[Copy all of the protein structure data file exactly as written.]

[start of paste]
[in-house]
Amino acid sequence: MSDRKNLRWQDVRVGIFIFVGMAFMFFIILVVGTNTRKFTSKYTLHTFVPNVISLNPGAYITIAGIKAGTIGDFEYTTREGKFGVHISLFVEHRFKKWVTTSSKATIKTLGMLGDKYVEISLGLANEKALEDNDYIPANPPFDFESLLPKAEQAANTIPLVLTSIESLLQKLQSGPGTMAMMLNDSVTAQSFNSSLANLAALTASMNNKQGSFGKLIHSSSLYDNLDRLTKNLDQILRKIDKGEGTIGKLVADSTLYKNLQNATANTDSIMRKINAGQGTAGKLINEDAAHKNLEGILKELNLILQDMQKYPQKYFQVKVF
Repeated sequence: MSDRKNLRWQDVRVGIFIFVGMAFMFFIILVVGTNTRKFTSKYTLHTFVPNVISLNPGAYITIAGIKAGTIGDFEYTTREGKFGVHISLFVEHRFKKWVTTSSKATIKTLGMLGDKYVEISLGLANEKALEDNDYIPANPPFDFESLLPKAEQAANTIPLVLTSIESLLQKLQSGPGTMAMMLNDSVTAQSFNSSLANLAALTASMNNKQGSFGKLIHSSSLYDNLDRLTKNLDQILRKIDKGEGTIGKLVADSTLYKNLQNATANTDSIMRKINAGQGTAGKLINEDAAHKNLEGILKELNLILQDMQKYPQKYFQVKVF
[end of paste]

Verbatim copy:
[in-house]
Amino acid sequence: MSDRKNLRWQDVRVGIFIFVGMAFMFFIILVVGTNTRKFTSKYTLHTFVPNVISLNPGAYITIAGIKAGTIGDFEYTTREGKFGVHISLFVEHRFKKWVTTSSKATIKTLGMLGDKYVEISLGLANEKALEDNDYIPANPPFDFESLLPKAEQAANTIPLVLTSIESLLQKLQSGPGTMAMMLNDSVTAQSFNSSLANLAALTASMNNKQGSFGKLIHSSSLYDNLDRLTKNLDQILRKIDKGEGTIGKLVADSTLYKNLQNATANTDSIMRKINAGQGTAGKLINEDAAHKNLEGILKELNLILQDMQKYPQKYFQVKVF
Repeated sequence: MSDRKNLRWQDVRVGIFIFVGMAFMFFIILVVGTNTRKFTSKYTLHTFVPNVISLNPGAYITIAGIKAGTIGDFEYTTREGKFGVHISLFVEHRFKKWVTTSSKATIKTLGMLGDKYVEISLGLANEKALEDNDYIPANPPFDFESLLPKAEQAANTIPLVLTSIESLLQKLQSGPGTMAMMLNDSVTAQSFNSSLANLAALTASMNNKQGSFGKLIHSSSLYDNLDRLTKNLDQILRKIDKGEGTIGKLVADSTLYKNLQNATANTDSIMRKINAGQGTAGKLINEDAAHKNLEGILKELNLILQDMQKYPQKYFQVKVF